Lucretius, Liu Xie 劉勰, and Literature

Posted on August 21, 2013 in Snippets | 3 comments

Lucretius, Liu Xie 劉勰, and Literature

Those visitors who are interested in comparative approaches to creativity may be interested in the paper that I have just had published over in the excellent Taiwanese journal, NTU studies in Language and Literature. The paper is about different models of literary creativity in Liu Xie’s early 6th century Wenxin Diaolong (文心雕龍) and Lucretius’s De Rerum Natura. I’ve long been frustrated by the odd claim—made by a surprising number of scholars—that there is something inherently uncreative about Chinese approaches to literature, and so this is to some extent an answer to this, as well as an attempt to set out a more modest and universal notion of what it might mean to create literary works.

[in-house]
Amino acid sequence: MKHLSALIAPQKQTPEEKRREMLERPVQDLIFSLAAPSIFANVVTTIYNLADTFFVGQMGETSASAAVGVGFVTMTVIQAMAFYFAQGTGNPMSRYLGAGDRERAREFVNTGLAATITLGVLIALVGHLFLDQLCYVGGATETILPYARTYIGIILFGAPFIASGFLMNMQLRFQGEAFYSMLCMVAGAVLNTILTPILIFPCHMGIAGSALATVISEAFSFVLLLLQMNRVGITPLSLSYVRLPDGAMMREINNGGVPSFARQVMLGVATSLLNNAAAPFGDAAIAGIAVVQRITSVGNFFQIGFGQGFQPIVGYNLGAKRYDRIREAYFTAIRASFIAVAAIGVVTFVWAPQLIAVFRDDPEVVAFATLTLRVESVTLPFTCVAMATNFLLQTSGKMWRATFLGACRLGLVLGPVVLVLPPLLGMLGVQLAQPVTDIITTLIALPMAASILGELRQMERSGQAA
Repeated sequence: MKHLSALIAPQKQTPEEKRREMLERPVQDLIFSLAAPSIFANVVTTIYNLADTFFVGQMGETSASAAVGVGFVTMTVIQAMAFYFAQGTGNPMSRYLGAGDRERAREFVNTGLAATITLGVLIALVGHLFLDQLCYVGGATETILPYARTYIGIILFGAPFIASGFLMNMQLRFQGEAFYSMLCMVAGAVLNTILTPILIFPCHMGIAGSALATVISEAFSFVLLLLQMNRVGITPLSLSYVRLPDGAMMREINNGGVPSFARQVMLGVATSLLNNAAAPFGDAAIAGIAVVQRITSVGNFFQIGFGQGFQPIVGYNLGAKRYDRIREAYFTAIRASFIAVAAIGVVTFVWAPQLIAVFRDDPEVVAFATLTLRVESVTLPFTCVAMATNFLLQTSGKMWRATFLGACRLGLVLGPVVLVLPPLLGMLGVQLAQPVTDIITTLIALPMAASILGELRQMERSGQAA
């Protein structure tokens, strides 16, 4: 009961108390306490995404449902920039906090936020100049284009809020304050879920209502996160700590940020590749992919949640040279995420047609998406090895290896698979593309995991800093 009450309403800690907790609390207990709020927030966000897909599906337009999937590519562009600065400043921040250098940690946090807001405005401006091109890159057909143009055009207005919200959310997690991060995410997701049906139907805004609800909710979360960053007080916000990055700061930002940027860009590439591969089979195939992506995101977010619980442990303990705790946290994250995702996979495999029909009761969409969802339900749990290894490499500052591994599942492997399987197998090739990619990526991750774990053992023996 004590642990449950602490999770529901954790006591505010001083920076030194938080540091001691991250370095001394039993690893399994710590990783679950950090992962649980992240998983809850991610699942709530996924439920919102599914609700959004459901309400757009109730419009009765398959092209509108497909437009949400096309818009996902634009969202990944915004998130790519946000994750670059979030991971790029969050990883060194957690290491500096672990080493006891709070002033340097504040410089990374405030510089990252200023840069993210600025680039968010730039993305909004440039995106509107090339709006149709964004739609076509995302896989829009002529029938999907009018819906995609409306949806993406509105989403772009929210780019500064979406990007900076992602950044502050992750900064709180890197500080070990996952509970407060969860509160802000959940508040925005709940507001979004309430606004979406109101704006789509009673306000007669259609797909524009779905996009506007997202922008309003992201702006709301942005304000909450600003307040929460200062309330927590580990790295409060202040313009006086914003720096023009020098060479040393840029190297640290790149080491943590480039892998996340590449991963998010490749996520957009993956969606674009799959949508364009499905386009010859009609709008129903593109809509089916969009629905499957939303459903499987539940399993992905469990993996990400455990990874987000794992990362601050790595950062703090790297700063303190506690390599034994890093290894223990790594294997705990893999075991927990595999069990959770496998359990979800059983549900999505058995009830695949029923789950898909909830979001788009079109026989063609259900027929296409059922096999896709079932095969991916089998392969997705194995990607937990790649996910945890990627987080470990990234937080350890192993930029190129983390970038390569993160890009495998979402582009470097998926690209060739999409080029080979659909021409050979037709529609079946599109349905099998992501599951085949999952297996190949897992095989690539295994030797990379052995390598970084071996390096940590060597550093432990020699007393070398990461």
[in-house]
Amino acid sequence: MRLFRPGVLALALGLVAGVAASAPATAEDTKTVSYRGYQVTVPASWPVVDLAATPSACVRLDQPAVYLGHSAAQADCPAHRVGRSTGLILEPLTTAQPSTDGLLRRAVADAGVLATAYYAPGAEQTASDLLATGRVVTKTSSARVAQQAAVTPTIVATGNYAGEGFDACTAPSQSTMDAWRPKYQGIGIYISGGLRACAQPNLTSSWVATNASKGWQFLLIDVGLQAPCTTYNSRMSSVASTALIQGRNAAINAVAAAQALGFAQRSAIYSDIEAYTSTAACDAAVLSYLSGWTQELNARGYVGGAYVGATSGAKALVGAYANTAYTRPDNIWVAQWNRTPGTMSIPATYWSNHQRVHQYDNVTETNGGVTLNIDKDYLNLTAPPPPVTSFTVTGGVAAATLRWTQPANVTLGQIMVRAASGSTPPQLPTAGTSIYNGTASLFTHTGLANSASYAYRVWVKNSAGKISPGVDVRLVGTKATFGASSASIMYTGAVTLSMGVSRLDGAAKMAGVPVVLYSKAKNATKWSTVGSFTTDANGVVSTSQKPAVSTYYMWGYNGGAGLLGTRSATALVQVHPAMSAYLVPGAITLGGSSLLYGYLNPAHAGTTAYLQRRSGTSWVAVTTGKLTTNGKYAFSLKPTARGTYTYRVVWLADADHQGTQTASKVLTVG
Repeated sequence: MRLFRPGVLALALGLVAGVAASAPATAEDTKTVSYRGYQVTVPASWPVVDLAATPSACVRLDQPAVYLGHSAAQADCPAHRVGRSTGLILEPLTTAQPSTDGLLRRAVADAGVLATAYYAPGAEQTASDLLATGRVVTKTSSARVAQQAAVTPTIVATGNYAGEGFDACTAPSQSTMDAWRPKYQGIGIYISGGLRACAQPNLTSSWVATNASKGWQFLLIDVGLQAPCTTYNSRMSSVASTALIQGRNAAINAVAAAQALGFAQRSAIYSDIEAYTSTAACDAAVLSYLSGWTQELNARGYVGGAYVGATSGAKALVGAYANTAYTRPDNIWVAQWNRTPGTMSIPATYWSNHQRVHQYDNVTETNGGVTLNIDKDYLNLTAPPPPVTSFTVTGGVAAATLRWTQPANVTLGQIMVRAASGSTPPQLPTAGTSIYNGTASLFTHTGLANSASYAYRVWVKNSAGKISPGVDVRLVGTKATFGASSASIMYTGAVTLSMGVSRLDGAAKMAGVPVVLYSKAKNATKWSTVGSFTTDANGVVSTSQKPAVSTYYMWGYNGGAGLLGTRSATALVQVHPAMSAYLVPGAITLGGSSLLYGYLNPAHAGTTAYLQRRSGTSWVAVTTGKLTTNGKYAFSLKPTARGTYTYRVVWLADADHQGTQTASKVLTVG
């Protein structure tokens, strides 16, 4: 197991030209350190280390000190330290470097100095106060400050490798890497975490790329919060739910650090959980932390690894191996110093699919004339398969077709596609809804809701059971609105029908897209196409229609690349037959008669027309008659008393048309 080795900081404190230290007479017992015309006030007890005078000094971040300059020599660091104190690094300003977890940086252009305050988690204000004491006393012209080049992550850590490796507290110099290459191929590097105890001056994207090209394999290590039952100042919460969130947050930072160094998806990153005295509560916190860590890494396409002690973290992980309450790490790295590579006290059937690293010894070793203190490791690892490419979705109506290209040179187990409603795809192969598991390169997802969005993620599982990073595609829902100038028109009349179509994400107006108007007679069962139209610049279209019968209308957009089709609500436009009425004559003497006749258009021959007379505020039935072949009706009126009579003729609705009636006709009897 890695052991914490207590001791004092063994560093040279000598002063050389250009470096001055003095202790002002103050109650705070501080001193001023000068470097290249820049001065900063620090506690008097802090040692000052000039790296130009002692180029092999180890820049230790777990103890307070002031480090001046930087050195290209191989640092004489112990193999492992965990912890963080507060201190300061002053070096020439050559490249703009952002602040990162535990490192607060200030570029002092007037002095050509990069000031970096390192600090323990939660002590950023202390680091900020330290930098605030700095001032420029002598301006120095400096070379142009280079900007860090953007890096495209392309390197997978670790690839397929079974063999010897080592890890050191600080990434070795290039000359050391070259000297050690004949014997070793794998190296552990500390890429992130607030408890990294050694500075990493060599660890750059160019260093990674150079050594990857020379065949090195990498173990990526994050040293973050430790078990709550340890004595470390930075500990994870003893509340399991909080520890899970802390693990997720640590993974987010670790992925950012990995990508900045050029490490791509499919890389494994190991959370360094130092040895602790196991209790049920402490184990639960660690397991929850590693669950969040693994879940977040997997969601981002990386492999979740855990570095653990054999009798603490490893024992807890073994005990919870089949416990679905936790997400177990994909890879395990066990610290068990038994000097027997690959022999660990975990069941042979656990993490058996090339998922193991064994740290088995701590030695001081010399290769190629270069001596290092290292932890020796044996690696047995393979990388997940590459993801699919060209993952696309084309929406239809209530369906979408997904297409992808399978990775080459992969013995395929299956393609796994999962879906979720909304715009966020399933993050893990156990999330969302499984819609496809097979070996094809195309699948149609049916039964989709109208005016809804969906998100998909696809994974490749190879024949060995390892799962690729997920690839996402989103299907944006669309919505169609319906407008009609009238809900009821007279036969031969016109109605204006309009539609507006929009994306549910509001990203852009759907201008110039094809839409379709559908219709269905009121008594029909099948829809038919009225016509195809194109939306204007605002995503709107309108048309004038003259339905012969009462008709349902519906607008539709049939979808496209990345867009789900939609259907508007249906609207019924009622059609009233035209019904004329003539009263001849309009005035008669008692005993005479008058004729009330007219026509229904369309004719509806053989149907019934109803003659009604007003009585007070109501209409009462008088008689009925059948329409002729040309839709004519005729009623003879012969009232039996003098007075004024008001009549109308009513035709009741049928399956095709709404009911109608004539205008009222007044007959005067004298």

You can find a link to the article here: Participation, Pattern and Change: Literary Creation in Liu Xie and Lucretius

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3 Comments

  1. Apologies to those who tried—and failed—to download this earlier. A small glitch which is now sorted, and I’ve mirrored the article here on The Myriad Things so it is easy to download.

  2. Fantastic! Thank you for sharing, Wil.

  3. No problem! :)

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